Tea, like wine, is strongly affected by the type of vessel that it's made in. The two most common materials used for teaware are clay and porcelain, and I often think of the relationship between these two as being similar to that of wood and stainless steel in wine. Clay, like wood, can give a tea a little bit of reinforcement in body and structure, helping to shape the flavors in a particular and positive way. If the clay is too young (if the teapot is not seasoned well enough), it can overly mark the tea with its flavor, but this is not considered desirable, and thankfully it will fade with time. Porcelain, on the other hand, is considered to be a relatively neutral vessel, much as a tank is in winemaking.
The most famous clay teapots, for Chinese tea anyway, come from Yixing, a town in Jiangsu province, northwest of Shanghai. Due to the particular properties of the various clays in this region, Yixing teapots are thought to be the ideal complements to Chinese oolong and pu-erh teas, as well as the most prestigious. If they were oak, they would be the equivalent of French forests such as Tronçais, Allier or Nevers.
But there are other clays, too. I recently purchased a Chaozhou teapot, made in the Chaozhou region on the eastern side of Guangdong province. This area is well-known for a particular type of tea called Dan Cong, which is an oolong that is often made from very old trees, each of which is valued for a distinct and particular character. You could certainly make these teas in a Yixing pot. But the local Chaozhou pots are made from clay that comes from Phoenix Mountain, the same place that most of these teas are grown, and the idea of marrying a pot and a tea from the same terroir is, for me, a fascinating one.
This concept exists in the wine world, too. I think the first time I ever thought about it was at Schloss Gobelsburg in Austria's Kamptal, a little over ten years ago when Michi Moosbrugger had just taken over the property. At the time, he mentioned that he was working with oak barrels, which wasn't all that unusual, but rather than opting for the French and Hungarian barrels that everybody else was using, he wanted to try barrels from the local Manhartsberg forest, just to the north. The wood is just as impacted by terroir as the wine is, he reasoned, and if you're concerned about expression of place and authenticity and individuality, wouldn't it be better to use trees that come from the same soil and that breathe the same air as the vines, rather than using wood from thousands of miles away?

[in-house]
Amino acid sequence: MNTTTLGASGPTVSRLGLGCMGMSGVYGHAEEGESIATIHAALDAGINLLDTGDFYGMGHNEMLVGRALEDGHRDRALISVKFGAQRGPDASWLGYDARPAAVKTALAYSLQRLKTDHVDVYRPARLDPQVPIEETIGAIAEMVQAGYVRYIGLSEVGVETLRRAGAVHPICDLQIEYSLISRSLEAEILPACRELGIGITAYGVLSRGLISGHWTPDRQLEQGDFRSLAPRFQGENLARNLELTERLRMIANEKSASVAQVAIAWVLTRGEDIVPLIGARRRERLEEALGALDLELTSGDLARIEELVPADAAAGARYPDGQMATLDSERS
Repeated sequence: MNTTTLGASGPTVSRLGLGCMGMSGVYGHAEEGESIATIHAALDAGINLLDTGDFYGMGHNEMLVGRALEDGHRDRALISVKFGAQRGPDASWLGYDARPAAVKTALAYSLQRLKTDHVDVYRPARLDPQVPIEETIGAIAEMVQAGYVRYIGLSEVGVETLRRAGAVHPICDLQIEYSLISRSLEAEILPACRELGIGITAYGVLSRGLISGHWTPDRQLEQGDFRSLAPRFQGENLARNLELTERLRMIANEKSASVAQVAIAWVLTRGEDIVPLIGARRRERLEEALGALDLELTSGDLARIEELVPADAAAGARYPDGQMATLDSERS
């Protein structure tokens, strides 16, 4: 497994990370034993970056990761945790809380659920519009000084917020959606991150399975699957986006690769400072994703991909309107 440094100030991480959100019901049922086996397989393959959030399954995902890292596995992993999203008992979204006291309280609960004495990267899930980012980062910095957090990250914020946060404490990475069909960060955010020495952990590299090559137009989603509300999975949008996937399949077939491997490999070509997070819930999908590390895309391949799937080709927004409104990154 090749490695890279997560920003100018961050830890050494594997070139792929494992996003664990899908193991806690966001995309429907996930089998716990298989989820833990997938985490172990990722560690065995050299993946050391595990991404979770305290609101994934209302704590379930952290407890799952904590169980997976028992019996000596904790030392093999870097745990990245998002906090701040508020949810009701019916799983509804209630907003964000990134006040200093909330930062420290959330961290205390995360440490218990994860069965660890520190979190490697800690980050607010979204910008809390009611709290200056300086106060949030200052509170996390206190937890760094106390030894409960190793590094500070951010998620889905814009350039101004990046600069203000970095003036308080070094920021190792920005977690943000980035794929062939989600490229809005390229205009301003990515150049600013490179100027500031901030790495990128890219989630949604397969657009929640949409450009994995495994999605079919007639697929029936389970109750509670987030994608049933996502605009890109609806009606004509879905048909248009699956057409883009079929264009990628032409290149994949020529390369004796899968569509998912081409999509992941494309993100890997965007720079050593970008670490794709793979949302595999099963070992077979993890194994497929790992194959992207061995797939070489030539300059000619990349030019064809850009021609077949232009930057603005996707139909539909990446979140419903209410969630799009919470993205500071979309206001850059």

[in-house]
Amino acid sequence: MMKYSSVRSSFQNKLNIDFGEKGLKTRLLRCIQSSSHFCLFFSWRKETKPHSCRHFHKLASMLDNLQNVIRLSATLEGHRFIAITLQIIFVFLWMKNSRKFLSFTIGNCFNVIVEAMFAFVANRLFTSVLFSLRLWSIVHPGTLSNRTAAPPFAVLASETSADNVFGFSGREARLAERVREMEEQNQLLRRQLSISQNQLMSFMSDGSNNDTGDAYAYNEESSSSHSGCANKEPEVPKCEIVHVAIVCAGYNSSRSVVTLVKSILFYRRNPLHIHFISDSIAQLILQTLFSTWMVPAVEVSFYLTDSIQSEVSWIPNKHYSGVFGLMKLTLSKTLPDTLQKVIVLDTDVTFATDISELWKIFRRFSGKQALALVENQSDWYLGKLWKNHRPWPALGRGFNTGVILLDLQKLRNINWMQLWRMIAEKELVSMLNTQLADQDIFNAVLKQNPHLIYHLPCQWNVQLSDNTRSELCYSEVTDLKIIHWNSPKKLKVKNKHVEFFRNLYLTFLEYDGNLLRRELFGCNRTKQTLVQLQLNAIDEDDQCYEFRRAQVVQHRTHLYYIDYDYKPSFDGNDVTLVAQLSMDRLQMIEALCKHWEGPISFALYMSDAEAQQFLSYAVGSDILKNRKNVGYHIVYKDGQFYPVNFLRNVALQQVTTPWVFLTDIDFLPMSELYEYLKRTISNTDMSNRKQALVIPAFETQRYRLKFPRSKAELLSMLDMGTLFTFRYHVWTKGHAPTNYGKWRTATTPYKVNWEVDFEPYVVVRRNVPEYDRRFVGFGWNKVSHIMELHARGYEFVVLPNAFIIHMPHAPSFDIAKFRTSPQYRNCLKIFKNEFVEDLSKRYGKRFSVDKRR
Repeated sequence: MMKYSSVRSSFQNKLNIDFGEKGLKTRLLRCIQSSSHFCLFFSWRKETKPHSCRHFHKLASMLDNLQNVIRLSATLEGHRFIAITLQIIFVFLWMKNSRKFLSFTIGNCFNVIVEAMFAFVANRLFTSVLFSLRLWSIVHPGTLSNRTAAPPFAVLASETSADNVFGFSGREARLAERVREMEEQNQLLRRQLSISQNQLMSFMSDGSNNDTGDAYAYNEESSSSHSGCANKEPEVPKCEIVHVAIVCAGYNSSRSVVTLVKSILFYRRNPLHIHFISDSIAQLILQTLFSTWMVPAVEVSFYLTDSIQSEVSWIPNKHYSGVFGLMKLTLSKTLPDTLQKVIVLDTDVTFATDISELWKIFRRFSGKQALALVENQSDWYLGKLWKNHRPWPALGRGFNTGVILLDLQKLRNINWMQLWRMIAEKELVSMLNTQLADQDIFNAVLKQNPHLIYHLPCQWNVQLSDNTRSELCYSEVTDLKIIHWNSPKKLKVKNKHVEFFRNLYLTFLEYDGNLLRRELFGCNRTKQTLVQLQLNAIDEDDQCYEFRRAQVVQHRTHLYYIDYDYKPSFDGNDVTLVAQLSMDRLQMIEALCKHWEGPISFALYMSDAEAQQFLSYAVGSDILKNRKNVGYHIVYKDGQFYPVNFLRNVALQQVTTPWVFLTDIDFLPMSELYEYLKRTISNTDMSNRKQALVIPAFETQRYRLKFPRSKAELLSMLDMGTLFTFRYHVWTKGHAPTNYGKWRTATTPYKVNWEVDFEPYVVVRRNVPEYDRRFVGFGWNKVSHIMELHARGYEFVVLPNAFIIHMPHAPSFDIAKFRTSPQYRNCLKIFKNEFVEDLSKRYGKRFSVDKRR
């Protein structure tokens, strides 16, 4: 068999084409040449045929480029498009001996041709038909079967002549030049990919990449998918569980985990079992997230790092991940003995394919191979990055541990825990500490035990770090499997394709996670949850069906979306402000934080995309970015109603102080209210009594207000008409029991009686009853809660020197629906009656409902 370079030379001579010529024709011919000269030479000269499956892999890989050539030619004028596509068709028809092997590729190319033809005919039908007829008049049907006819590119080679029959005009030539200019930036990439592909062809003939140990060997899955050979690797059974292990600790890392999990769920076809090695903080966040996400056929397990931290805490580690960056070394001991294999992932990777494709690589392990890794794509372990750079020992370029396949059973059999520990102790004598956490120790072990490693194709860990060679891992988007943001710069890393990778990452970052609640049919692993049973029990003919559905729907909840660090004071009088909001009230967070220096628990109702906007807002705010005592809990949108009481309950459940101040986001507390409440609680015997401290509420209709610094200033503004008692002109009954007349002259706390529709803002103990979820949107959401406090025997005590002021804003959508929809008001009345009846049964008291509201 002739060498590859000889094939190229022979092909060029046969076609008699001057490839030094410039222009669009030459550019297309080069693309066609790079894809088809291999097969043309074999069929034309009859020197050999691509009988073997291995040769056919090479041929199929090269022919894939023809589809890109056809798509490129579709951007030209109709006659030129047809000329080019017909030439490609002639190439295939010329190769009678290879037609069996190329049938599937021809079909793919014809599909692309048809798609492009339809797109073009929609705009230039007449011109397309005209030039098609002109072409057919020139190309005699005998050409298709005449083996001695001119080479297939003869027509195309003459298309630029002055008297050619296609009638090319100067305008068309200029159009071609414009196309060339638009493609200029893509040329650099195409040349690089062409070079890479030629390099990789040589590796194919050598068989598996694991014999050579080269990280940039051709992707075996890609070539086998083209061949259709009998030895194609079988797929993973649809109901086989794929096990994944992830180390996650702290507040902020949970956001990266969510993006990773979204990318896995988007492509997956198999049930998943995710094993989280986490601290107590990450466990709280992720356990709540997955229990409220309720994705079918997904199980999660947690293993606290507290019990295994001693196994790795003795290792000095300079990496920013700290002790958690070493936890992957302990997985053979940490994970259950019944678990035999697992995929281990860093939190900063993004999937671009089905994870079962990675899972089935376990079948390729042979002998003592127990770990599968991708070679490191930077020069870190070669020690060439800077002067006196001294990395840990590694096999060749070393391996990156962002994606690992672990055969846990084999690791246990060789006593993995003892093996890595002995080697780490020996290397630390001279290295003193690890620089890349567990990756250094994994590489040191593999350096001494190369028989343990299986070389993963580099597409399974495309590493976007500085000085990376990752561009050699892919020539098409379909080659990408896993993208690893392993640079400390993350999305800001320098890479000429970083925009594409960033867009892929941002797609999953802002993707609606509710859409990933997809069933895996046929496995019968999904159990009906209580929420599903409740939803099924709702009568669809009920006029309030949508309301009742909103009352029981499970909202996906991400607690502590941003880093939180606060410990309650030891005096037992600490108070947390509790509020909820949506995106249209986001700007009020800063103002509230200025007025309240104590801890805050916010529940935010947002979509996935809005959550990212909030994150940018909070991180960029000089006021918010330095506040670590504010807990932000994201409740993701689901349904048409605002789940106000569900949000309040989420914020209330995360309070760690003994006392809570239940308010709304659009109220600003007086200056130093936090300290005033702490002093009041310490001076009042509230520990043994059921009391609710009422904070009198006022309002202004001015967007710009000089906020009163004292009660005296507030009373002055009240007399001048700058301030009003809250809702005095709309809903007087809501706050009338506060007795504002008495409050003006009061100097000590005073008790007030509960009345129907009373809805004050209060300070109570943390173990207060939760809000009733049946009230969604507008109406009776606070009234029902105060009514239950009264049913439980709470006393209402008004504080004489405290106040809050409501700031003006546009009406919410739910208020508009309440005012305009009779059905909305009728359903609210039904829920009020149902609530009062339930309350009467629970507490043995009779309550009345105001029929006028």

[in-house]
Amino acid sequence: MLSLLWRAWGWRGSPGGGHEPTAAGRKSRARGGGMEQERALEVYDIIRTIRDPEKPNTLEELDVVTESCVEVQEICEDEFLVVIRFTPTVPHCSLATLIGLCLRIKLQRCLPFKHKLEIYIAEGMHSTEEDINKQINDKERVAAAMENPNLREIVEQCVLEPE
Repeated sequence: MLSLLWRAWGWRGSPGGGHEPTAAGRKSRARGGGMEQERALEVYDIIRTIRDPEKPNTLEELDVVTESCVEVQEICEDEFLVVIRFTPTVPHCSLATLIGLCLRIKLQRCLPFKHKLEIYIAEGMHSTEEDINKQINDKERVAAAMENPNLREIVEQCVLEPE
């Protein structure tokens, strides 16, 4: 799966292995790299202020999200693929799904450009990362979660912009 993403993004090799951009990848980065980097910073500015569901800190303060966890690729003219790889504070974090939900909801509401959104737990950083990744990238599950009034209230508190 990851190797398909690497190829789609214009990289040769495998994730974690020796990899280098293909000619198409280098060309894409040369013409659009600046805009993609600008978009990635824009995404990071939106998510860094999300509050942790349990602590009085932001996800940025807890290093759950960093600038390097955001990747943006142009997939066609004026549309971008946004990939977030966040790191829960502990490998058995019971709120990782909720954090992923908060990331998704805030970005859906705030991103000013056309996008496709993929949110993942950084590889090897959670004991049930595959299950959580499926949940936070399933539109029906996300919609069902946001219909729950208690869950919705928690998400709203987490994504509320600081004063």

There are similar sentiments here in Champagne today—several producers I know are experimenting with local Champenois wood, made by a local cooper in the village of Cauroy-lès-Hermonville. Some are even going so far as to select specific trees from specific places, with the idea of making Le Mesnil wine in a barrel made from oak grown in Le Mesnil, for example, or Verzy champagne in a barrel from Verzy. Will it be "better"? Who knows. Not necessarily. But I think that the idea is terrifically intriguing.
I'm overjoyed with my Chaozhou teapot, by the way. I've had it for about a week now, and after daily sessions of tea it's getting to the point where it's settling down and becoming complementary in a very harmonious way. It should continue to improve even further as I use it more. Comparing the same tea in the pot and in a porcelain gaiwan (lidded cup), as I'm doing right now with a Yu Lan Xiang from La Maison des Trois Thés, the tea is definitely more complex in aroma and more elegantly shaped on the palate when it's made in the teapot. This is an organoleptic assessment, mind you, not a scientific one—you could point out that the volumes of the two vessels are not the same, nor are the shapes, and this could affect the way the tea behaves as well. If I wanted to get even more left-brainy I would brew the tea in a Yixing clay pot to compare, too. (Actually, you know, I just might do that.) But at some point tea, like wine, is not only about intellectual analysis. Using this pot gives me pleasure in many different ways, and that makes the experience much more meaningful for me.